Engineers Week is an internationally observed celebration of engineering that takes place in mid-February. Engineers Week Chicago includes a variety of events for families and professionals alike. Engineers Week 2019 runs from February 17-23. Check out the many options for the weekend of February 23 on our events page. February 21 is nationally recognized as Introduce a Girl to Engineering Day as part of E-Week, and Argonne Labs usually holds a popular program just for that audience.
With features including skyscrapers, raised sidewalks, and a reversed river, Chicago has a long history of engineering innovations. Around E-week both Illinois Tech (West Suburban campus) and the Chicago Architecture Center offer special Engineering Week programs.
In March, plan a trip down to Champaign-Urbana for the amazing Engineering Open House at U of I. And, in May, you can get a behind-the-scenes look at one of the Chicago’s many working bridges at the Bridgehouse Museum.
But what can you do beyond seeing the sites and attending the festivals to raise engineering-minded kids?
Raising Future Engineers
What skills do kids need to develop to become successful engineers?
In addition to hard skills, like math and science, successful engineers need attributes like creative confidence and a maker or a growth mindset. You can nurture young inventors by allowing time and space for your child to:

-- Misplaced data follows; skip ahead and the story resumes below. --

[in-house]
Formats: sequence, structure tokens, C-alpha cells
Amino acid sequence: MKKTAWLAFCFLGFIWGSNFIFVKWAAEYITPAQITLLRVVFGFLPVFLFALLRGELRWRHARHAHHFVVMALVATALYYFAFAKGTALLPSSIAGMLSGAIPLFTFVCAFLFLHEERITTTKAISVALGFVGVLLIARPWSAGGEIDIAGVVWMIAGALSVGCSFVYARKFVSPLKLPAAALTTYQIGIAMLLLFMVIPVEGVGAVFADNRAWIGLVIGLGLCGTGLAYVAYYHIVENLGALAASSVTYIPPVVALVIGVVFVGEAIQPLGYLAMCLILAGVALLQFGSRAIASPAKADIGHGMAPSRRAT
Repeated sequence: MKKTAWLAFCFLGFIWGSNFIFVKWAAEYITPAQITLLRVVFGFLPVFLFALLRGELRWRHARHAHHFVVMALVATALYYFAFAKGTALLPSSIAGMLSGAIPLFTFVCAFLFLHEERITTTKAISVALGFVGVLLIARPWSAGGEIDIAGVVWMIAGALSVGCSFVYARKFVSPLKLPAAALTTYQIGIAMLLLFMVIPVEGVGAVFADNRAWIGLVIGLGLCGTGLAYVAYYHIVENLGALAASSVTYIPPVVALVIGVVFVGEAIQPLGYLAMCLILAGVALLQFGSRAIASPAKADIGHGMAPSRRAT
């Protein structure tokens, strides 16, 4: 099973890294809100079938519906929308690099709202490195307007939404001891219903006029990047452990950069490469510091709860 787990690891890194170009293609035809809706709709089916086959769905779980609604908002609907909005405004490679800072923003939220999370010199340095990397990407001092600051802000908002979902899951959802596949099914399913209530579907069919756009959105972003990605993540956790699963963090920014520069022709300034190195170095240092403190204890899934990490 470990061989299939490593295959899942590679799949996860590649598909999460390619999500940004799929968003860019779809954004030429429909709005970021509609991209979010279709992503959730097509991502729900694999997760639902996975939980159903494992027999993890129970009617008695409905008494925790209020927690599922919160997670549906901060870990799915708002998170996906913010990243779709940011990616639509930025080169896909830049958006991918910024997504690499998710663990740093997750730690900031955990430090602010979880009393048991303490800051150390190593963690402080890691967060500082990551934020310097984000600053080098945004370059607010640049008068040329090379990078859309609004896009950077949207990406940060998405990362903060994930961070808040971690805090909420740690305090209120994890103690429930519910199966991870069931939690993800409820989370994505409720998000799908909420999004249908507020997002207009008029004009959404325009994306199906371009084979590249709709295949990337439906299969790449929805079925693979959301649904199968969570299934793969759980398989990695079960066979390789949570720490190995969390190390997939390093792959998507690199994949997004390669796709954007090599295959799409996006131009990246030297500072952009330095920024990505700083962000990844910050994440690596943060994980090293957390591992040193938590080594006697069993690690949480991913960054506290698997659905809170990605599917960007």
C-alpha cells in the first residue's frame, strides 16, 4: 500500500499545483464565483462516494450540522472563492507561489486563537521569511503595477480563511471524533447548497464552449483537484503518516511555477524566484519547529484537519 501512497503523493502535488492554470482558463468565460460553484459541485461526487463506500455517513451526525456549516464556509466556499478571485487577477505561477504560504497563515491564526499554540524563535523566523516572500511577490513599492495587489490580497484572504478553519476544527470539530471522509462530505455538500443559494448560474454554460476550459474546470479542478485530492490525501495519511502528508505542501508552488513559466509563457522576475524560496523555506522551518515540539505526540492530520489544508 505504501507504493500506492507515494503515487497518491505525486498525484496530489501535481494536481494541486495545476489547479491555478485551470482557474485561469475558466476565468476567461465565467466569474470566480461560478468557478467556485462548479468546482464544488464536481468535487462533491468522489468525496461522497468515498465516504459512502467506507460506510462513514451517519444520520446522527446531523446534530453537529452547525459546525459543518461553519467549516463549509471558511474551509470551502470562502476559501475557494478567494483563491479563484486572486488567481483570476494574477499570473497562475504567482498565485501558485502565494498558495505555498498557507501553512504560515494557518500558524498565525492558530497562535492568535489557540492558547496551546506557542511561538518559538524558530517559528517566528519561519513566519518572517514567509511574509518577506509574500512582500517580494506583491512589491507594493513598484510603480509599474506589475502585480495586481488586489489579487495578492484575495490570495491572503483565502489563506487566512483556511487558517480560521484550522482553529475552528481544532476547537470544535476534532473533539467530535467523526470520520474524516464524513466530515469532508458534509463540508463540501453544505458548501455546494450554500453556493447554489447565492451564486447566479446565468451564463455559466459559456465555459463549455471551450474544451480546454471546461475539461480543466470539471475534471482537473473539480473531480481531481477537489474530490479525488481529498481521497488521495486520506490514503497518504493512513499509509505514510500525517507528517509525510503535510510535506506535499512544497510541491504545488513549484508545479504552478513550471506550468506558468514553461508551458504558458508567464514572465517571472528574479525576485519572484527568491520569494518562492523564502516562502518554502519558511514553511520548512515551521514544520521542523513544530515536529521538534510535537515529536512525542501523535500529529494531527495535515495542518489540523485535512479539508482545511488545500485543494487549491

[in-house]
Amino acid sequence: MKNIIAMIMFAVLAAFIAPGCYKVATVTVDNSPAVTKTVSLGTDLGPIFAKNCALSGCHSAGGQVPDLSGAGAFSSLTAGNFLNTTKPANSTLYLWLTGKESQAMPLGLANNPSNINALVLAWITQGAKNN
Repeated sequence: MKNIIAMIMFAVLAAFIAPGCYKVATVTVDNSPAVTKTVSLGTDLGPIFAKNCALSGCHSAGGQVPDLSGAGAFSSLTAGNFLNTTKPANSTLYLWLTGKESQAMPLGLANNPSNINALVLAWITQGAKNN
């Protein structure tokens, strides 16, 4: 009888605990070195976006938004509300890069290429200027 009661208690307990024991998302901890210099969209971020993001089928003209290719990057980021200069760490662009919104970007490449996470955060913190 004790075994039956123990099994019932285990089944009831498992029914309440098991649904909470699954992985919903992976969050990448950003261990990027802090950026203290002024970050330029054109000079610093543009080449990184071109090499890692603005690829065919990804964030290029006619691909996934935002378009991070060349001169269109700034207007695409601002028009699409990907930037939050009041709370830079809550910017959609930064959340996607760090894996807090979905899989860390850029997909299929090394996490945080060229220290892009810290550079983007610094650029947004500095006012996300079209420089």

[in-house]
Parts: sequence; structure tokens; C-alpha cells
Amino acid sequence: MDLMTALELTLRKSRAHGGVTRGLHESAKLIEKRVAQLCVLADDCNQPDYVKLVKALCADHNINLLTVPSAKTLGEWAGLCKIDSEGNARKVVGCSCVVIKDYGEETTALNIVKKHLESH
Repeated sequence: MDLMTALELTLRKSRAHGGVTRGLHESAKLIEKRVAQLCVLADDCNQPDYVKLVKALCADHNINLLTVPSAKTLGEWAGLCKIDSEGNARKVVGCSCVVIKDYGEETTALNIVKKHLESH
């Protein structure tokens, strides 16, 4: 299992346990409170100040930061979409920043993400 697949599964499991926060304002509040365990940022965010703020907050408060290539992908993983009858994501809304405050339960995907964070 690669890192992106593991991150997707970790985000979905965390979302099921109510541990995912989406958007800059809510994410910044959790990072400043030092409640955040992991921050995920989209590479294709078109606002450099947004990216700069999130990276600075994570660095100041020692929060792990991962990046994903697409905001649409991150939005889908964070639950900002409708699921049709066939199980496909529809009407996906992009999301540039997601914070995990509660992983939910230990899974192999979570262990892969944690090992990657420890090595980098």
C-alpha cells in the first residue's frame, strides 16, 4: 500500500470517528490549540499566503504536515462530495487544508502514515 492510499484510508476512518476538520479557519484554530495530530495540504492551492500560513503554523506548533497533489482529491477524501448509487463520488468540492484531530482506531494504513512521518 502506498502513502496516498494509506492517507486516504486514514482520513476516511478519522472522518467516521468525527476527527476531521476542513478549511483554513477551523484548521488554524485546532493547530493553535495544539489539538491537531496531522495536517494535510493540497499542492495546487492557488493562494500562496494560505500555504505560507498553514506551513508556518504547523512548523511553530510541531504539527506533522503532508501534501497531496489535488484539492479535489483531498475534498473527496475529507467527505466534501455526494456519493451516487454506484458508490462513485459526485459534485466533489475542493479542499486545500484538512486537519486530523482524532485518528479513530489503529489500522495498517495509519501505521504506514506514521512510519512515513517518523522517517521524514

- be creative
- enjoy free play, and
- be outside and/or unplugged.
Soft skills for budding engineers include:
- critical thinking
- ability to recover and learn from failure
Carole Dweck’s Ted talk and book on the growth mindset and Making Makers by Ann Marie Thomas provide insight and support for parents. We also have a great list of STEM books for kids! This post contains affiliate links.
Activities for STEM Kids and Future Engineers
Toys can be helpful, too. Things like 3D Doodle Pen, GoldieBlox, Makey-Makey, Snap Circuits, Sphero , Squishy Circuits, and littleBits allow for open-ended play while building tech and engineering skills.
And, of course, our STEM Camp Guide is full of ideas for fun, engineering and STEM learning in relaxed settings without homework or tests.
Diversity in the Engineering Profession
Expose all students early and often to diverse STEM professionals and role models. When hosting or sponsoring a STEM event, team, or competition make sure that women and minorities are represented in leadership roles, such as coaches and judges at a robotics tournament. Actively look for opportunities to promote engineering in under-represented communities. You can also reach out to groups like the Society for Women Engineers, National Society of Black Engineers and Hispanic Professional Engineers for suggestions, mentors, and guest speakers.
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